After months of proffering an often piecemeal and chaotic response to the novel coronavirus pandemic, the federal government is still failing to extend protections to the nation's vulnerable immigrant communities.

With the impacts of COVID-19 falling disproportionately on people of color, the Trump administration's anti-immigrant policies and Congressional inaction are compounding the damage by discouraging newcomers from seeking vital health care services, financial assistance and food programs, according to a panel of experts convened this past Friday by Ethnic Media Services.

“It's been clear that the pandemic's health and economic impacts have fallen hardest on communities of color, including immigrant families,” said Madison Allen, a senior policy lawyer at Center for Law and Social Policy in Washington, D.C.

“The chain is only as strong as its weakest link, so if we decide not to provide health insurance to a certain population, it's only natural that that will allow the virus to spread.”

Dr. Daniel Turner-Lloveras

The “Cares Act,” a $2 trillion federal COVID-19 relief package passed in March, “doesn't go far enough to help, leaving millions without access to critical programs,” Allen said.

And even if the second relief bill, dubbed the “Heroes Act,” wasn't currently stalled in the U.S. Senate, its provisions similarly fail immigrant communities.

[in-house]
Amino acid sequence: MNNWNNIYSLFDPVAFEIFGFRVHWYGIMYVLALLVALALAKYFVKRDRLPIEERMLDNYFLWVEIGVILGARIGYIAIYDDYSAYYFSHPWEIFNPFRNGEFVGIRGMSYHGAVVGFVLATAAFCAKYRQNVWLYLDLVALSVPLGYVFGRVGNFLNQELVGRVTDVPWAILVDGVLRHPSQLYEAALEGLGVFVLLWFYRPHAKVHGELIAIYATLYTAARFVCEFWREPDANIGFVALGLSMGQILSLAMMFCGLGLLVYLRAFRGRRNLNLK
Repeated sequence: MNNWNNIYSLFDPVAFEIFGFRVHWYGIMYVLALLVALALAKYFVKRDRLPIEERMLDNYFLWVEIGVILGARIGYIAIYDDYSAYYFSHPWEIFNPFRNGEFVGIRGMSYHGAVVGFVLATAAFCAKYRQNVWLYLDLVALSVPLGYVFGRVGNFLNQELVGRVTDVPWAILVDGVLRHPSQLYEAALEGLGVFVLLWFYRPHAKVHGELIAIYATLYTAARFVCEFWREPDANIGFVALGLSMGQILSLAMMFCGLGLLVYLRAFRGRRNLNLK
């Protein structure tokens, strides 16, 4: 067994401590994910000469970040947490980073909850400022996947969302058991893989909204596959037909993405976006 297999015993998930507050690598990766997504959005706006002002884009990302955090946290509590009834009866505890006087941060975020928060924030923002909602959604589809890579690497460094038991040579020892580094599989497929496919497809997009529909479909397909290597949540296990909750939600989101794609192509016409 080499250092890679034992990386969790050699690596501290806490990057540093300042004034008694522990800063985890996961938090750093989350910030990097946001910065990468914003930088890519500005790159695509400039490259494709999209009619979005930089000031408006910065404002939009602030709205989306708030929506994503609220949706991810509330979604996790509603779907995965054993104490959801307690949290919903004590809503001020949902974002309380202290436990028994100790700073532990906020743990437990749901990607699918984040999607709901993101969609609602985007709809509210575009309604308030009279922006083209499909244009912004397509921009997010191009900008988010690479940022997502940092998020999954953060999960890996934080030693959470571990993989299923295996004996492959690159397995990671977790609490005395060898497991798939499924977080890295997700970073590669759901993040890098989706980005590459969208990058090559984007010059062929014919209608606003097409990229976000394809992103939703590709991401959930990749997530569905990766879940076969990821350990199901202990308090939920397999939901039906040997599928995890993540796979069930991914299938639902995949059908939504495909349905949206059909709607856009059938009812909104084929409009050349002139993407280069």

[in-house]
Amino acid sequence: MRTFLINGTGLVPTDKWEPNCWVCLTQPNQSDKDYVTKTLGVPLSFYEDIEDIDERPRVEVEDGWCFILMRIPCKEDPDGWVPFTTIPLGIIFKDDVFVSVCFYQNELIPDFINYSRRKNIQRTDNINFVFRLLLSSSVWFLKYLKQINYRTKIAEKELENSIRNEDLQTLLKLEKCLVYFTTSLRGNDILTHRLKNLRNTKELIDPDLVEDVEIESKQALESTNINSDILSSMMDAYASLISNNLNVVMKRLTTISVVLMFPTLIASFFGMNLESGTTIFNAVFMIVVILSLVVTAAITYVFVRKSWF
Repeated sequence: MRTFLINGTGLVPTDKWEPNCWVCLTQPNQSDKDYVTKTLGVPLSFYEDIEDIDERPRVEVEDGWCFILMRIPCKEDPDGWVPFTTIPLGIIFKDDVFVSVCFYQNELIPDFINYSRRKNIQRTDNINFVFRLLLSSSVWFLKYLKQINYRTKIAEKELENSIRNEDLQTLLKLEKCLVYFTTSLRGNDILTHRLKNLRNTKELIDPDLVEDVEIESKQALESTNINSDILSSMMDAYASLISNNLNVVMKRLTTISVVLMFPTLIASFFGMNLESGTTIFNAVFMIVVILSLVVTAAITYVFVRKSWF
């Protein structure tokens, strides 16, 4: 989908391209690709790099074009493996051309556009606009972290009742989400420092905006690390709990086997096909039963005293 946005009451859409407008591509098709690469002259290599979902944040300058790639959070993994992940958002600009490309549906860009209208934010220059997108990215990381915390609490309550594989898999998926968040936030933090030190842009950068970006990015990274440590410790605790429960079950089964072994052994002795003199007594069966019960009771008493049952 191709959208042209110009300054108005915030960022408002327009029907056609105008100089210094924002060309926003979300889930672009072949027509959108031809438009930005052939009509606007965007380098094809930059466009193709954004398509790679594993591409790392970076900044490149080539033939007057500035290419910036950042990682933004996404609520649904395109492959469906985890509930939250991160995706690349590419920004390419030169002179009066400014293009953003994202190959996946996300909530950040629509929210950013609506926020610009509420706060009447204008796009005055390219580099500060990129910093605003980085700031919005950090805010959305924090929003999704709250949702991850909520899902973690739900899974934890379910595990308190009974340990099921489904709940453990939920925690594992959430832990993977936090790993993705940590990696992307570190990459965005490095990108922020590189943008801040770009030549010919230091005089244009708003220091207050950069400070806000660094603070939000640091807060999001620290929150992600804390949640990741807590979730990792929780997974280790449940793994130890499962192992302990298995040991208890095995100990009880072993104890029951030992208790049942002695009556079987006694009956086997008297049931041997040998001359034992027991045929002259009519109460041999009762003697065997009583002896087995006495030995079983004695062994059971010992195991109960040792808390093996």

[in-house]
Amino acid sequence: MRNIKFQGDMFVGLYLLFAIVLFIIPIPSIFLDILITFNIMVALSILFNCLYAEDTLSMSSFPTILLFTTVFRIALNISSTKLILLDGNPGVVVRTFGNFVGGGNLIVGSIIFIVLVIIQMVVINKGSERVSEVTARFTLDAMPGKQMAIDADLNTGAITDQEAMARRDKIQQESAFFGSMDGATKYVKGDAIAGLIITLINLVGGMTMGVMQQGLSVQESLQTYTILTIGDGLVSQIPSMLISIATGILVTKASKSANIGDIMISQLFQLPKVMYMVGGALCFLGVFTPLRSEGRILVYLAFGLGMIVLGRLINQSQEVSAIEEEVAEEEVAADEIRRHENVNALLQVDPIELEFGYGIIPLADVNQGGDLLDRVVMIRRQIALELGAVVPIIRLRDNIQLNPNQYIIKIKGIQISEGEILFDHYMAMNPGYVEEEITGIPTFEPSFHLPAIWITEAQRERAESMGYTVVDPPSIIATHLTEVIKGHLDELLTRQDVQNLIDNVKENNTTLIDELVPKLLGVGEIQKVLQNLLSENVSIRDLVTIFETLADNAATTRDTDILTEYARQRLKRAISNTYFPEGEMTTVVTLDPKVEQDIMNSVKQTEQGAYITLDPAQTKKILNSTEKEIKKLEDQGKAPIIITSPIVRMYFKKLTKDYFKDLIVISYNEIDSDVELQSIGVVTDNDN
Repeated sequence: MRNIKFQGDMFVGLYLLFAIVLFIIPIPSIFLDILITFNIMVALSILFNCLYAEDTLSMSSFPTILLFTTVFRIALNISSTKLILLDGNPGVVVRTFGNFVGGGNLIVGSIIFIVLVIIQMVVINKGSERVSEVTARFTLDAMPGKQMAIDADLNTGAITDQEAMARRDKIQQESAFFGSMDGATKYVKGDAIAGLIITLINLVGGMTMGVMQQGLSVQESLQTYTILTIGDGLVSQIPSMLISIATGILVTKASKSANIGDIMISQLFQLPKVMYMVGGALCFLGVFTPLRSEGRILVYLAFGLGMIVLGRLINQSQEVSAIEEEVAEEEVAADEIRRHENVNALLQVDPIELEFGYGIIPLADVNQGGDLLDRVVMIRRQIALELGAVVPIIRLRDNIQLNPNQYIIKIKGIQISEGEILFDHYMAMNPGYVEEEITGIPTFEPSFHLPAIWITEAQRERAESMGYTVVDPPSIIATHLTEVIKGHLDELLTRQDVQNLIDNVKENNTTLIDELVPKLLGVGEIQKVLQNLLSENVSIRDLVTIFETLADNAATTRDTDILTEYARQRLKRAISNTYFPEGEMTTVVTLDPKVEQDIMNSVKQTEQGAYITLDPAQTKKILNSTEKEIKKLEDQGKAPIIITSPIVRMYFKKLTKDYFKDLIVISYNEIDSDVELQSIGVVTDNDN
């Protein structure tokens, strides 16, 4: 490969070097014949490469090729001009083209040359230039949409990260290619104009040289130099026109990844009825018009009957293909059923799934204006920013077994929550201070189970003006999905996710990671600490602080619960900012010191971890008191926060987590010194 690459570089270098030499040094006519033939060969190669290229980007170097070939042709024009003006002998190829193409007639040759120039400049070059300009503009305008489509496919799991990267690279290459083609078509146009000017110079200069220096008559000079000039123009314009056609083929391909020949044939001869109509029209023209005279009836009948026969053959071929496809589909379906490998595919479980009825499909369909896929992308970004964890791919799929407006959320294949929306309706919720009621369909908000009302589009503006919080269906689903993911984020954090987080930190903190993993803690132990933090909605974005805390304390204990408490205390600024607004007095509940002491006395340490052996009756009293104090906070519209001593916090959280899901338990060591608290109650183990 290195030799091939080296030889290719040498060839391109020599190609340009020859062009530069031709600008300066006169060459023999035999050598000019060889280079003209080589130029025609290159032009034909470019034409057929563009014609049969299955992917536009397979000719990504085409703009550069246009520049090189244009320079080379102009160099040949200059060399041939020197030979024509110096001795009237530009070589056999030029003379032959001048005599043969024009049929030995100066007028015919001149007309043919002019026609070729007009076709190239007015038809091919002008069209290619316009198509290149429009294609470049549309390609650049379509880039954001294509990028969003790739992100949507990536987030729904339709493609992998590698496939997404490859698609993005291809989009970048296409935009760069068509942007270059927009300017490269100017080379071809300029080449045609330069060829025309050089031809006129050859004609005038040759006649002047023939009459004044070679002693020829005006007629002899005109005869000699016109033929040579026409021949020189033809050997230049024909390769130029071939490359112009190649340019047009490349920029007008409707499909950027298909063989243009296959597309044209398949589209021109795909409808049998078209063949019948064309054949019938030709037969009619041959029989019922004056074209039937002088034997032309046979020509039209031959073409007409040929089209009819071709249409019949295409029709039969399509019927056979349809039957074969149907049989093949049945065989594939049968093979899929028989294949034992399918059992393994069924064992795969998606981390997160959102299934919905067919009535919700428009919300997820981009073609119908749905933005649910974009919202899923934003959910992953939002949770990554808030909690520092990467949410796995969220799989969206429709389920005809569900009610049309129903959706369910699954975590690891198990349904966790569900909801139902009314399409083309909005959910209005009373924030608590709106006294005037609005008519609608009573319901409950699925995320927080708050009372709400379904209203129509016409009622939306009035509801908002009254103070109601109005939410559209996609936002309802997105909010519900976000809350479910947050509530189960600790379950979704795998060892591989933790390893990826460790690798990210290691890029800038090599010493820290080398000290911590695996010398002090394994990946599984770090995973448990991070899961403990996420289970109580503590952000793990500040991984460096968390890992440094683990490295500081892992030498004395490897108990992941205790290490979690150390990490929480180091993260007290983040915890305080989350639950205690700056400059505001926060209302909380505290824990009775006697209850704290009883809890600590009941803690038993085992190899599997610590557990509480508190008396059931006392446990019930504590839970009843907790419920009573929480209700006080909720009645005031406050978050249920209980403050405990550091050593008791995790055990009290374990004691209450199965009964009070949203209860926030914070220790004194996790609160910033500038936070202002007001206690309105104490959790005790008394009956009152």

For example, while millions of American households received a $1,200 stimulus check after the Cares Act passed, only people with social security numbers were eligible, leaving both documented and undocumented immigrants left to fend for themselves.

The law also withholds payments to immigrant parents and their children even in cases where those children are American citizens.

Likewise, millions of undocumented immigrants are unable to take advantage of the extension of federal unemployment benefits under the Cares Act since they are ineligible for such payments even under normal conditions.

Undocumented immigrants who have lost their jobs due to the pandemic are also not eligible for the federal Supplemental Food and Nutrition Program, or SNAP, but can access the newly created Pandemic EBT program, which provides food assistance to families that qualify for free lunch programs, Allen said.

California steps in

And while federal assistance programs systemically leave them out, immigrant communities are being helped by some state and local programs.

“Several states and localities have really stepped up to provide resources to immigrant families,” she said.

One such state is California, which created the Disaster Relief Assistance for Immigrants program to provide $500 to undocumented adults who are ineligible for other help.

Even in places where such programs exist, however, immigrant communities are still struggling with a lack of access to health care and public health information, which is particularly troubling during a deadly global pandemic.

In addition to the pre-existing barriers to care, including the lack of access to affordable health insurance and the lack of employer-provided insurance plans, many immigrants fear availing themselves of health programs for which they are eligible over fears that it will negatively affect their immigration status.